Okay. ‘Fess up. You’ve snuck out at least one of your kid’s old toys when they weren’t looking. You grabbed it, stuffed it in the trash or donation bag, and sent it on its way without it being missed.
You have, right?
I used to do that too. It’s much easier than fighting the but-I’m-still-playing-with-it battle, especially when you KNOW that toy’s been sitting for months. There’s a layer of dust on it for heaven’s sake!
Now that Emma is ten, I’ve changed my strategy. No more sneaking out toys. No more solo decluttering by Mom. Emma and I have been working our way through her toys one area at a time. And you know what? We’re actually enjoying the process! It surprised me enough that I wanted to share some of our strategies with you.
Avoid being the decision-maker.
Let them go through their own toys. Be there to encourage them to keep going, to hand them things, and to help organize what’s left. But let them be the ones to process everything.
Be completely neutral. Simply hold up an item and ask if it should stay or go. Then honor that choice. (Yes, that means no raising of eyebrows and asking if they’re sure!) This helps them let go of what they’re truly done with. Plus if you push them to get rid of things, they may end up fearing that their favorite toys will disappear when they aren’t looking. It also teaches them critical evaluation skills that they can use later throughout their lives. I want Emma to be able to regularly evaluate her possessions and get rid of what she no longer loves or uses.
Emma opted to keep a few things that I know she doesn’t play with any more. But I know that one of two things will happen with those toys. With things cleared out and organized, she might rediscover them and actually play with them. If not, she’ll probably choose to get rid of them during the next clean-out. Either way, she’s taking control of the decision-making.
Don’t project your own emotional attachment to an item.
Just because you think something is important, doesn’t mean it’s important to your child. Have you ever decluttered the kitchen and come across THAT plate? You know… the one you keep just because it was Great Aunt Susie’s? (And you never even met Great Aunt Susie.) You’re not keeping it because YOU treasure and use it. Somewhere along the way, someone has made you feel guilty about even thinking of getting rid of that plate. Let’s not do that to our kids.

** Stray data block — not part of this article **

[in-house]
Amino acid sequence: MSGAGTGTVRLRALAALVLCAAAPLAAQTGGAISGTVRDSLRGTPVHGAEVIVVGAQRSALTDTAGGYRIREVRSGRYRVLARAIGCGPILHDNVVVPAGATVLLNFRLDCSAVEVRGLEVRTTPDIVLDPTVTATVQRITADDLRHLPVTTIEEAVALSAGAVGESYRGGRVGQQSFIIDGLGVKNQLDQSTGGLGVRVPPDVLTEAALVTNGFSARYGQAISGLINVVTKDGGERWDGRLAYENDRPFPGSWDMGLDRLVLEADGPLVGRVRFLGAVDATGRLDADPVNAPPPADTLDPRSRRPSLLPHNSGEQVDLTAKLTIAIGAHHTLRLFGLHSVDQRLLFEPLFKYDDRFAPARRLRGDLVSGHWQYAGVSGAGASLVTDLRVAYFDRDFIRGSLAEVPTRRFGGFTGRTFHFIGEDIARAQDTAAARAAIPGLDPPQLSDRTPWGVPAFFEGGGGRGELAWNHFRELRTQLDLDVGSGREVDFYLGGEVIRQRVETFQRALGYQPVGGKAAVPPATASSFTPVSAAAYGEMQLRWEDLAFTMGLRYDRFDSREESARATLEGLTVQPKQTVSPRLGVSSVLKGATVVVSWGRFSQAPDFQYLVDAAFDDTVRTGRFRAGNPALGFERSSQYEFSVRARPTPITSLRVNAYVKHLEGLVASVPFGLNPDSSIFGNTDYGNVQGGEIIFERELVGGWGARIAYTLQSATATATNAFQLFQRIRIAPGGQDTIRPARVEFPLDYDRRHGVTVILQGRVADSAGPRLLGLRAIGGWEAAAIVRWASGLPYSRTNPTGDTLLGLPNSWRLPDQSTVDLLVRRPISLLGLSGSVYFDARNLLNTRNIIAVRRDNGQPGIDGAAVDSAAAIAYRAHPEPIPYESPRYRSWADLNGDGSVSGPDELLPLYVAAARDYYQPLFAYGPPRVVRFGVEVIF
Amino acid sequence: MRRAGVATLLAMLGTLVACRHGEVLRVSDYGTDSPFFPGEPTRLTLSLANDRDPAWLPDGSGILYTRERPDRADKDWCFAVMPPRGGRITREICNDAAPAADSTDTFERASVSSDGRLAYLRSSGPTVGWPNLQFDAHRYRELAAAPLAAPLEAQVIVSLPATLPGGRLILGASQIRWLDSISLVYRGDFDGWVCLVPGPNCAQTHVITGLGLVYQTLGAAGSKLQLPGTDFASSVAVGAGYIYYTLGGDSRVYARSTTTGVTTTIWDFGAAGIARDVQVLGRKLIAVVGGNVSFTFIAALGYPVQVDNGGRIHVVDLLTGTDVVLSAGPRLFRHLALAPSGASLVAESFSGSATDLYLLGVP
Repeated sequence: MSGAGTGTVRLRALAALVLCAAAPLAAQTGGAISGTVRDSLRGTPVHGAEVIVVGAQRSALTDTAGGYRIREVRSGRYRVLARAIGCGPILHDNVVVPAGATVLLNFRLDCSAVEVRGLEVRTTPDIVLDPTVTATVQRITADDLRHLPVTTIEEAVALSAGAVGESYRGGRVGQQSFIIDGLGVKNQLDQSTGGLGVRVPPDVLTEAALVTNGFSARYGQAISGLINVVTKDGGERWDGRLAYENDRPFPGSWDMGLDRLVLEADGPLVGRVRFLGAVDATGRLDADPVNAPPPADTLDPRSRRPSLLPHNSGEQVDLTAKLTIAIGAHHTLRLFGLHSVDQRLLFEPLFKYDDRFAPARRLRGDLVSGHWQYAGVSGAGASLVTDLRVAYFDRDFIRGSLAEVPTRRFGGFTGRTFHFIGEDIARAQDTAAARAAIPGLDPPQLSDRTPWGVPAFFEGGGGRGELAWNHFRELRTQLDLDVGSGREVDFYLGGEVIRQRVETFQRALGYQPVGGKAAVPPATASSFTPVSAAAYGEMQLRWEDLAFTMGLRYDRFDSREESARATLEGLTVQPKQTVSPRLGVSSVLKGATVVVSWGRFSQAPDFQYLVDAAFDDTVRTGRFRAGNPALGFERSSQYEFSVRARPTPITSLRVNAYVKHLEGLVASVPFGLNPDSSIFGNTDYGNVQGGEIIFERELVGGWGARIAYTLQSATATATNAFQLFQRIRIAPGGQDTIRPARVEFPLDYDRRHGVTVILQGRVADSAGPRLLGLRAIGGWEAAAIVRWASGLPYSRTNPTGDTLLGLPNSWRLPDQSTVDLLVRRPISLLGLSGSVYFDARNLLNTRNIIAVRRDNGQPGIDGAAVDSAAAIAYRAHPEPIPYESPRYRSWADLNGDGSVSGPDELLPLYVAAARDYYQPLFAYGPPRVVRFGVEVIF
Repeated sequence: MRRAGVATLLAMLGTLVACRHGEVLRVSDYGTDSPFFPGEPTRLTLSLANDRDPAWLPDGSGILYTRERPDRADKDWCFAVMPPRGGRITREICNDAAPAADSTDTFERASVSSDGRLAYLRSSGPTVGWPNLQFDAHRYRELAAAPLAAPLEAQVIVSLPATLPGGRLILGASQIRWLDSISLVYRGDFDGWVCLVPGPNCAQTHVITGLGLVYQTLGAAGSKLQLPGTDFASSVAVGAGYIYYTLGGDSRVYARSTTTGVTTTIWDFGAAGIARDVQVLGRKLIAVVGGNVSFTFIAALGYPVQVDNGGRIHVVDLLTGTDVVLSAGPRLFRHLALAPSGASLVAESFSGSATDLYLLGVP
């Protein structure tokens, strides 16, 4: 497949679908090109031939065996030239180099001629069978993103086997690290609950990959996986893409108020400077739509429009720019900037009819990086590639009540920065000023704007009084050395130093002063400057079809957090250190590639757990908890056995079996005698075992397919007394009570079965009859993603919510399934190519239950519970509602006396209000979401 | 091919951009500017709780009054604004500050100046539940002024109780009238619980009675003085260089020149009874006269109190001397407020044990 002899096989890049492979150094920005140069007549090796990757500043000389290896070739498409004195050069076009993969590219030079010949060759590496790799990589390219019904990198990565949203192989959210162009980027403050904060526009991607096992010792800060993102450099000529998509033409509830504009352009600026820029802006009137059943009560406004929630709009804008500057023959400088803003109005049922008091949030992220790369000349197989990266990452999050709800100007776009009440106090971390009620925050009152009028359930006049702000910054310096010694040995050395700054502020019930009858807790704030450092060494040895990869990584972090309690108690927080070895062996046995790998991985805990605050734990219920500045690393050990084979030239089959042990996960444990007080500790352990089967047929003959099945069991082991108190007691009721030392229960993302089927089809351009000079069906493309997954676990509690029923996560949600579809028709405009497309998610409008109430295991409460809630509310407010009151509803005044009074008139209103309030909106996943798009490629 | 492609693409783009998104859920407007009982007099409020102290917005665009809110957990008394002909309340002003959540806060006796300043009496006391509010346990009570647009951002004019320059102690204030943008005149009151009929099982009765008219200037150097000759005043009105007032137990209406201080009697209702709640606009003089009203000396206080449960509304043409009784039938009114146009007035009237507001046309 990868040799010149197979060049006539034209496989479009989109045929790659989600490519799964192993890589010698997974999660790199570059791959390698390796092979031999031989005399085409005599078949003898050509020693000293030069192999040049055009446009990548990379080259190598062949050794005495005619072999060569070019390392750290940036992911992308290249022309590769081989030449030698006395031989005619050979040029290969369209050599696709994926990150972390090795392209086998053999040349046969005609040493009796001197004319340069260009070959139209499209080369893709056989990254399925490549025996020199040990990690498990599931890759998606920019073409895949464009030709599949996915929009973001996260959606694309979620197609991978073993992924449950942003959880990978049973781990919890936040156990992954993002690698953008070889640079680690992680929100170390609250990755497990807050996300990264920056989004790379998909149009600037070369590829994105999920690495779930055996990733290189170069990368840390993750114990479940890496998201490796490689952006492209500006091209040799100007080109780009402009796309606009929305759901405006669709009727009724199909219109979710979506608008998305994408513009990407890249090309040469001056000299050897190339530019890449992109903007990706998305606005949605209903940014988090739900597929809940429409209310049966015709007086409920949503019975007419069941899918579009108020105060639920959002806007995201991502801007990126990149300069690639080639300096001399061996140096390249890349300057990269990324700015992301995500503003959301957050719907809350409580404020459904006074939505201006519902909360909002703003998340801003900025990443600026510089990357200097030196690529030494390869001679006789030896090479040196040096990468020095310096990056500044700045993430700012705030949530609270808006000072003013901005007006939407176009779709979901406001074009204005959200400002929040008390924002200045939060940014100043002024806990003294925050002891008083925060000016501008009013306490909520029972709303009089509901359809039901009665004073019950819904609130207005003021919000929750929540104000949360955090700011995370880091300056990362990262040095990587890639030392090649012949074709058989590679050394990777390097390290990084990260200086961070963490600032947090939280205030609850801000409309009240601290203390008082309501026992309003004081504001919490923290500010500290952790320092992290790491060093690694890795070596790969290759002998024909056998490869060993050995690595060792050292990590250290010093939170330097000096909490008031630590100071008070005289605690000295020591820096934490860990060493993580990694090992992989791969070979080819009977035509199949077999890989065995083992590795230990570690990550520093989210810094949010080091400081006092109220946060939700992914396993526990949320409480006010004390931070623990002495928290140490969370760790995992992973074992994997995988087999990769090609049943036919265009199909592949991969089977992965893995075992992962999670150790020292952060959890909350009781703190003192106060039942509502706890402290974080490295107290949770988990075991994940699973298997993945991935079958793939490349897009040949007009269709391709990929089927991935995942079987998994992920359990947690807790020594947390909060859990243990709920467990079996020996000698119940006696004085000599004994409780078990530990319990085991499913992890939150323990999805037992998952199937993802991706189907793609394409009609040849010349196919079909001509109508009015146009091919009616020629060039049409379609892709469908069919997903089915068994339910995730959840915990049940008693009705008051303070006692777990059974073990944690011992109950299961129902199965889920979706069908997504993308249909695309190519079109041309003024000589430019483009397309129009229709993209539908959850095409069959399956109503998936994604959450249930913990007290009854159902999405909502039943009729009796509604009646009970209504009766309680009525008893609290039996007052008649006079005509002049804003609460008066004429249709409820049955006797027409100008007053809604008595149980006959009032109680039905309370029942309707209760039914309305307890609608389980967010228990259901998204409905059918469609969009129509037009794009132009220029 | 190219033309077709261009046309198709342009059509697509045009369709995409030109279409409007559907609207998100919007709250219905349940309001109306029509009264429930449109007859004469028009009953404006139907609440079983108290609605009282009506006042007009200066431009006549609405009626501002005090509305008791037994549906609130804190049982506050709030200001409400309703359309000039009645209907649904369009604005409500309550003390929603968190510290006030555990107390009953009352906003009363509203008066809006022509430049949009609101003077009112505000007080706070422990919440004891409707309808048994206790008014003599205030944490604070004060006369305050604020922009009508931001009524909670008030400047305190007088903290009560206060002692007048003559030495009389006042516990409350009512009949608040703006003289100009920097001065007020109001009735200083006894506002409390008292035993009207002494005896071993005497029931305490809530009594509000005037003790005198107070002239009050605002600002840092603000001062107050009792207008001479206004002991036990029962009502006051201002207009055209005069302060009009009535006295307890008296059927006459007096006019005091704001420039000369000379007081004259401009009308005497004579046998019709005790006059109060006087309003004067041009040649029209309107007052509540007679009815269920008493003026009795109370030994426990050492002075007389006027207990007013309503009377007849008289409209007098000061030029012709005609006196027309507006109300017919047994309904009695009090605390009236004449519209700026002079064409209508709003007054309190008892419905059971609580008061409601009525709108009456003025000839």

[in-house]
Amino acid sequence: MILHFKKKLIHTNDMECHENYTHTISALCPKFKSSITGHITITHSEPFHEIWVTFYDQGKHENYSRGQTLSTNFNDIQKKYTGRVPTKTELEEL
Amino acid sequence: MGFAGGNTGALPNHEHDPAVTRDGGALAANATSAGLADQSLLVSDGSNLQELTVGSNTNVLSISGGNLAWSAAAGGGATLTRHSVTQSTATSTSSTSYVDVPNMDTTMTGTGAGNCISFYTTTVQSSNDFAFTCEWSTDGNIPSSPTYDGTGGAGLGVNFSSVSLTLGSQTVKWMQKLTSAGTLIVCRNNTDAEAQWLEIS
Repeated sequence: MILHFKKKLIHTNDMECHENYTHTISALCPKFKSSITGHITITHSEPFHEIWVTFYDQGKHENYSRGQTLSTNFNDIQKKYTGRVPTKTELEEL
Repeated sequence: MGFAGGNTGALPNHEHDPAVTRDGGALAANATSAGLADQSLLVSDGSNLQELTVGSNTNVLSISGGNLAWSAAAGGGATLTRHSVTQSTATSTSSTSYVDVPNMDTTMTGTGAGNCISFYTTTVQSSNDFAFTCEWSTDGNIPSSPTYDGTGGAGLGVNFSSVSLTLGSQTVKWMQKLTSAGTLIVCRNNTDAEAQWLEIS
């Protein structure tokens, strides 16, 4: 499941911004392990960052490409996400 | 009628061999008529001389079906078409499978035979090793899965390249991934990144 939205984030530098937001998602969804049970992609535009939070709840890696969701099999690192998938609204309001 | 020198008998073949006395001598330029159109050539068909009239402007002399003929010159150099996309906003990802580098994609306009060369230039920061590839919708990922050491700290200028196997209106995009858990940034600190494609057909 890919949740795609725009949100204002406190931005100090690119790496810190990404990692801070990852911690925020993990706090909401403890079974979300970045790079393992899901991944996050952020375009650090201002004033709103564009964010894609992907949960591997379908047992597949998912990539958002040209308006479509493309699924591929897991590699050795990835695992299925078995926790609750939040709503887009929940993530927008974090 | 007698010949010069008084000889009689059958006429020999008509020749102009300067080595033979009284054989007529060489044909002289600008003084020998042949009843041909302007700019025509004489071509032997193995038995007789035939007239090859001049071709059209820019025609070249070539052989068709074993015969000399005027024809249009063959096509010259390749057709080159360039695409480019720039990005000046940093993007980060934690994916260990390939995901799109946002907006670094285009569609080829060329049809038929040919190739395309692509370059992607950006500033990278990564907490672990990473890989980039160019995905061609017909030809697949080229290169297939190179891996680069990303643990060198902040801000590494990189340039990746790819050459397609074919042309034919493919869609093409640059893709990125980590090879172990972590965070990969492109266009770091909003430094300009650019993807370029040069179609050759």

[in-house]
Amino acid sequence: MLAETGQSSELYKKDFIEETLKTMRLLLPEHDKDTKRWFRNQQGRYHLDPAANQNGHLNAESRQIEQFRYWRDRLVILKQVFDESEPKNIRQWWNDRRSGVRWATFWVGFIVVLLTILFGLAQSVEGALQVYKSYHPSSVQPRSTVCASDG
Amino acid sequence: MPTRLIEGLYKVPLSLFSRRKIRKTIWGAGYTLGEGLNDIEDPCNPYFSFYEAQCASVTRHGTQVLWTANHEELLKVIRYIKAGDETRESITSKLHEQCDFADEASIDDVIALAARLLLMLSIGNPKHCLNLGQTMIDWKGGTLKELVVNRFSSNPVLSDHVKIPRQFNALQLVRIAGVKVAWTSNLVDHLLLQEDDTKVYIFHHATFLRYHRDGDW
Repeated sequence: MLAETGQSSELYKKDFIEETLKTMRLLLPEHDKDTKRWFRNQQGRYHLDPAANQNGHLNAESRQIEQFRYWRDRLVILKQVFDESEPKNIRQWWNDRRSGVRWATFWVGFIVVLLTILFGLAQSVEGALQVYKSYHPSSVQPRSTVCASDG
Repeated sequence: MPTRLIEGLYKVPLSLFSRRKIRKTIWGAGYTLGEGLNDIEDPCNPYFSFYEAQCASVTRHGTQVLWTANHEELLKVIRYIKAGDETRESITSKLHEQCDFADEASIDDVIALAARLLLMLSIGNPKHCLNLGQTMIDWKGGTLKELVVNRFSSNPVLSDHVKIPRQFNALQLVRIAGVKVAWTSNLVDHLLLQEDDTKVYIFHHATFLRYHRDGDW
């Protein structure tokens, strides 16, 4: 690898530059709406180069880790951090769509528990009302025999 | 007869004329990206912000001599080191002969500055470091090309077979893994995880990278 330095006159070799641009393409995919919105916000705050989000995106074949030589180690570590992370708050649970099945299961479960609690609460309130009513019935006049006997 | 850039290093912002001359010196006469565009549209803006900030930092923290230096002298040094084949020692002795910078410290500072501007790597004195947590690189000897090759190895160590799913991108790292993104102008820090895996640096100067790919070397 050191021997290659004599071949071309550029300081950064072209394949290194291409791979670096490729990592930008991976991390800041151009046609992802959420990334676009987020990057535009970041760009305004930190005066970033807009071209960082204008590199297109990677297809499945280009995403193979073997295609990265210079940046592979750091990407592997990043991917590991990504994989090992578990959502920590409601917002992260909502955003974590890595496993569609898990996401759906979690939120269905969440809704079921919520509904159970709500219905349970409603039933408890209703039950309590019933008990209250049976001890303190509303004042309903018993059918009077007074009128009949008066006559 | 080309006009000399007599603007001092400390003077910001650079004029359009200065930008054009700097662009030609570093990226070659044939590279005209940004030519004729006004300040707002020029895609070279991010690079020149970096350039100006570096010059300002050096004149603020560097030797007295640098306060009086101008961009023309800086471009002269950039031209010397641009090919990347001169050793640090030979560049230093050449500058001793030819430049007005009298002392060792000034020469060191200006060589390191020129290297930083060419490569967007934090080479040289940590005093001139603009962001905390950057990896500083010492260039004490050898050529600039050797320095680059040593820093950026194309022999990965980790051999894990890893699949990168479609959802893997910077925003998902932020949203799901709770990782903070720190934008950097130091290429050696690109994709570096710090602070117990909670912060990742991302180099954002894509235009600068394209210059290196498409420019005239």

When we cleaned out Emma’s closet, she decided she was done with some stuffed animal clothes my mom had made for me when I was little. I simply put the tub of clothes with the other items she was done with. The clothes will get packed away with the special toys we keep while the rest goes into the donation pile. I don’t want her to keep something in her closet just because I have an attachment to it.
Emma also got rid of some of her favorite toys from a few years ago. I know she doesn’t play with them any more, but it makes me sad. It signifies moving into a more grown-up phase. I was tempted to say “Are you sure!?” Instead, I just moved them into the get-rid-of pile for her. This mama’s just kind of sad to see the little-kid era pass in such a concrete way.
Ignore the age labels.
Your seven-year-old wanting to keep toys that say they’re for ages 3+ isn’t a big deal. Shoot, I think some toys are marked with totally inappropriate ages anyways. If your eight-year-old wants to keep the Chutes & Ladders, don’t stress. Odds are good that she’ll be more captivated by other age-appropriate games and slowly drift away from those first games. It might just take a bit of time to let go of the old, familiar toy friends.
When we cleaned out games, I noticed that Emma was reading the ages on the boxes and making her decisions based on that. We had a chat about simply keeping what she loved and not worrying about the labels. She visibly relaxed and changed her mind about a few games. After that, I intentionally covered the age number on the boxes to help her make her own decision.
Break it into baby steps.
As adults, most of us need time to process what we’re going to keep and get rid of. If I try to declutter too many items in a day, it all gets fuzzy. I don’t make my best decisions. This is true for kids too. Try to tackle ALL the toys in a day and you’ll probably all end up cranky.
Instead, choose a zone to focus on. We started with the small toy bins. We spent two days sifting through Polly Pockets, American Girl mini dolls, and other small items. (Yes, we picked the most tedious task first.) We spent the next day with the toy box in the living room. Then it was on to the bookshelf. After that we moved to the game shelf in her bedroom. Next on our list is the Barbie shelf. By focusing on one smaller task each day, we’ve made great progress without tears. Win!
Give the give-aways a second glance.
It’s tempting to finish up one area, pop the give away bag in the trunk, and zip off to the local donation drop-off spot. But don’t. Let it sit for a while. If your kiddo comes looking for something that’s in the give away bag, dig it out. Seriously. The goal is for our kids to learn to keep what they love and use and get rid of what they don’t. They’re rookies at this. They’re going to make mistakes.
What you don’t want is for the bag to be gone when they come looking. If that happens, they’re going to be more reluctant to part with things next time. I’m not talking about keeping the bag around for months. Maybe a week or two. Then let them peek through it once more. Remind them that they’re in control of the final decision.
Do you still sneak out the old toys out under the cover of night? Or do you have your kids help you declutter?
I’m sharing this post at Works for Me Wednesday.